Jon ponders several things. Is there an alternative to seeking a dream that may be unattainable? What choices exist, if any? Which one is the best to make? Is success and happiness only defined by making a strong professional showing in New York? Is it possible to balance friendships and romantic relationships with the pursuit of musical theatre - not just any kind of musical theatre, but the kind that New York has never seen before?

Tick, tick...BOOM! grapples with these questions and offers a story that's relatable not just to artists like Jonathan striving to excel at their craft and all of the obstacles inherent in that, but anyone who's struggled with the idea of 'growing up' and what that means. While the story that's presented here is undeniably a New York story, one does not necessarily have to understand that life to appreciate the underlying theme and struggle of our protagonist.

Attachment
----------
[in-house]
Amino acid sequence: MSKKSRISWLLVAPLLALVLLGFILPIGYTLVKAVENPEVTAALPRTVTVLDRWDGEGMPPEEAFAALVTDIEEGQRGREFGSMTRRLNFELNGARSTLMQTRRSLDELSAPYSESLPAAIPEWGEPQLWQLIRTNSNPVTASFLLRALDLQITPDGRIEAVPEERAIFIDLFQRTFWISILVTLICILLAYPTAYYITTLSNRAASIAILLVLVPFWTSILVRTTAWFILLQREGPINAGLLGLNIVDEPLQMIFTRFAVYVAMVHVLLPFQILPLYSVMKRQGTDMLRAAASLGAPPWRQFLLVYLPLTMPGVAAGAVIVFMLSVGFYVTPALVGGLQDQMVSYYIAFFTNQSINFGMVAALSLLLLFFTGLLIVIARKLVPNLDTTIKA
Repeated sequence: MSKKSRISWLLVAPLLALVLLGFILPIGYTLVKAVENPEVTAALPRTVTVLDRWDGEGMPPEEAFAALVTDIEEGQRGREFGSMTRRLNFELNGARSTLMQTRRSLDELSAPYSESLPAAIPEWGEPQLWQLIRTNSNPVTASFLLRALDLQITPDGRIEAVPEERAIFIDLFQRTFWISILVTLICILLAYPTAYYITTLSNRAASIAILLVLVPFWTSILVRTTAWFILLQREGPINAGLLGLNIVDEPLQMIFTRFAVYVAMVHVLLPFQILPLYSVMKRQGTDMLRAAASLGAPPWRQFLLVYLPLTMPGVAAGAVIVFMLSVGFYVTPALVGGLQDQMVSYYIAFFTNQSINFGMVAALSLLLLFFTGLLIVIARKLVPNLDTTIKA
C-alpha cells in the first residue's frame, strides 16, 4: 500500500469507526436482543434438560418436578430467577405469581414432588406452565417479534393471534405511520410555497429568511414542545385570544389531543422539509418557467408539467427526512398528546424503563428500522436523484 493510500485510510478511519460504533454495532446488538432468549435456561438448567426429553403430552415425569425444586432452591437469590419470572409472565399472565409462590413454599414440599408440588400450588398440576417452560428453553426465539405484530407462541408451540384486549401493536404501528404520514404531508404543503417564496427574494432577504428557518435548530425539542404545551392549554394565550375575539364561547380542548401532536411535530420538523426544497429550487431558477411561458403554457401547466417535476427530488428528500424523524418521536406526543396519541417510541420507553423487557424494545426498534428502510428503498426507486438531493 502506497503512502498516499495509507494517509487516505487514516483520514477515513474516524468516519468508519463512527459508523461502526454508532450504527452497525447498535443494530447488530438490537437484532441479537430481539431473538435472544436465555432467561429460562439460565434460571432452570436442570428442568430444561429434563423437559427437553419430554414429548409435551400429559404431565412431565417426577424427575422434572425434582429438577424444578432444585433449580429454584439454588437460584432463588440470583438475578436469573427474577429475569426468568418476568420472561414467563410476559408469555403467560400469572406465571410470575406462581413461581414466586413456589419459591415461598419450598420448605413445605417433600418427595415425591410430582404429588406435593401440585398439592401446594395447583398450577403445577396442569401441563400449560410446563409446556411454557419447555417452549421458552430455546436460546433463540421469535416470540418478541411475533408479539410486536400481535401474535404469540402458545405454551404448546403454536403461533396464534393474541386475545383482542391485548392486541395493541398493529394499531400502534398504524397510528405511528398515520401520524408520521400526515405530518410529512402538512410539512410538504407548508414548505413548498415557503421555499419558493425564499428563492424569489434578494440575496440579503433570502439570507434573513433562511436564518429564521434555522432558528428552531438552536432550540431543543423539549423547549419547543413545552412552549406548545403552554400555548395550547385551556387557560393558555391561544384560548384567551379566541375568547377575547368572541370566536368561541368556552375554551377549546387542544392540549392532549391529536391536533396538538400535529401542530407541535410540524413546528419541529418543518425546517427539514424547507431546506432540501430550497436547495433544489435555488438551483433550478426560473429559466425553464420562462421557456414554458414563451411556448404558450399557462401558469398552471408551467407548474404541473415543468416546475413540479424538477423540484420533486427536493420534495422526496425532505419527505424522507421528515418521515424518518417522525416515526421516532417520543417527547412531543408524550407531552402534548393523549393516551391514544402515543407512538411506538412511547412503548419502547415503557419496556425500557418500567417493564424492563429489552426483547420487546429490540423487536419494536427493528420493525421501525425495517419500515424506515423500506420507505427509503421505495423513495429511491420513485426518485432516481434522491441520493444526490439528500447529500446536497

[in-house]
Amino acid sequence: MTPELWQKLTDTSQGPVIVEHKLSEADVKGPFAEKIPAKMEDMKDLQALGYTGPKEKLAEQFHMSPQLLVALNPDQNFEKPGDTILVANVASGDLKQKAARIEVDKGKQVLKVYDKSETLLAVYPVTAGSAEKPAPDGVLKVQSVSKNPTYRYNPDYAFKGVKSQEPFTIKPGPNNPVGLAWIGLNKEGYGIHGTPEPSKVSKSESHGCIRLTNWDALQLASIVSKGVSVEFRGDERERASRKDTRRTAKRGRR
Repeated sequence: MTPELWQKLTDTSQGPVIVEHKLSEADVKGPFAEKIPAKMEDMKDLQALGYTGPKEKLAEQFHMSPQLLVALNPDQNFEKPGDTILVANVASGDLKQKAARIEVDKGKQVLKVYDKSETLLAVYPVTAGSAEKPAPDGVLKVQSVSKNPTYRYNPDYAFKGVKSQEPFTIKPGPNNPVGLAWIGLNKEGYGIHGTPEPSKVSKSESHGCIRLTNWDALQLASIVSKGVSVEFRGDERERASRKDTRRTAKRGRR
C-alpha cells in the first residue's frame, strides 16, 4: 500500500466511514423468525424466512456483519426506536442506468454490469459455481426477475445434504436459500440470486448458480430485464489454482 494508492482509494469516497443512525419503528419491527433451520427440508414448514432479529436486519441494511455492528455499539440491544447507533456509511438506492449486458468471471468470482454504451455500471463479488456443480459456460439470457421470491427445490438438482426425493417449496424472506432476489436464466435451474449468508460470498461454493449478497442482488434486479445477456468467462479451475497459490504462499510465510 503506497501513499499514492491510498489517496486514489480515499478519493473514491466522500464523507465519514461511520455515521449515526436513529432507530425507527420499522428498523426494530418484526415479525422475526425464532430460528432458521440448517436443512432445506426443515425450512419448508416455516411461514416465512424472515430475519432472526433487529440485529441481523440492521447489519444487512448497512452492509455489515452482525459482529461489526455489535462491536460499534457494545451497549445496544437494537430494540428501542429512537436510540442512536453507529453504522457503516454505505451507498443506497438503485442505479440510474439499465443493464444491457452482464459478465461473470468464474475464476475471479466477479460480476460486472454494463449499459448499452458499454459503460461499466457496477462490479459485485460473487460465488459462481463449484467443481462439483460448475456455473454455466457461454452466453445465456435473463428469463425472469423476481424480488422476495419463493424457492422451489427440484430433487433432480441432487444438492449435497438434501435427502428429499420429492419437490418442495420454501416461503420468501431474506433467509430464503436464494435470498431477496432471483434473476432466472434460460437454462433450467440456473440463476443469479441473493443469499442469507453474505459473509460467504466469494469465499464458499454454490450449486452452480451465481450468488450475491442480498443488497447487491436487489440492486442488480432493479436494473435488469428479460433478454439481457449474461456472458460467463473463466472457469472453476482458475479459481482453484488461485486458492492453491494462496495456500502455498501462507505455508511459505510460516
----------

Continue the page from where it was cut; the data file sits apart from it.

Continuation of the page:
If this intriguing choice of a musical wasn't enough, Lou Steele also stars in the show as budding musical theatre writer Jon - rarely leaving the stage - and gives what one might call a tour-de-force performance. He's joined by two other very strong musical theatre actors, Madeline Botteri and David Little, whom have appeared on many of our local stages and give equally strong performances as friends, love interests, and others in Jon's life. When a rocking band enters into the mix under the direction of Joel DeCandio, it's clear that QuackenSteele is here to make a strong impression and come out of the gate with guns blazing.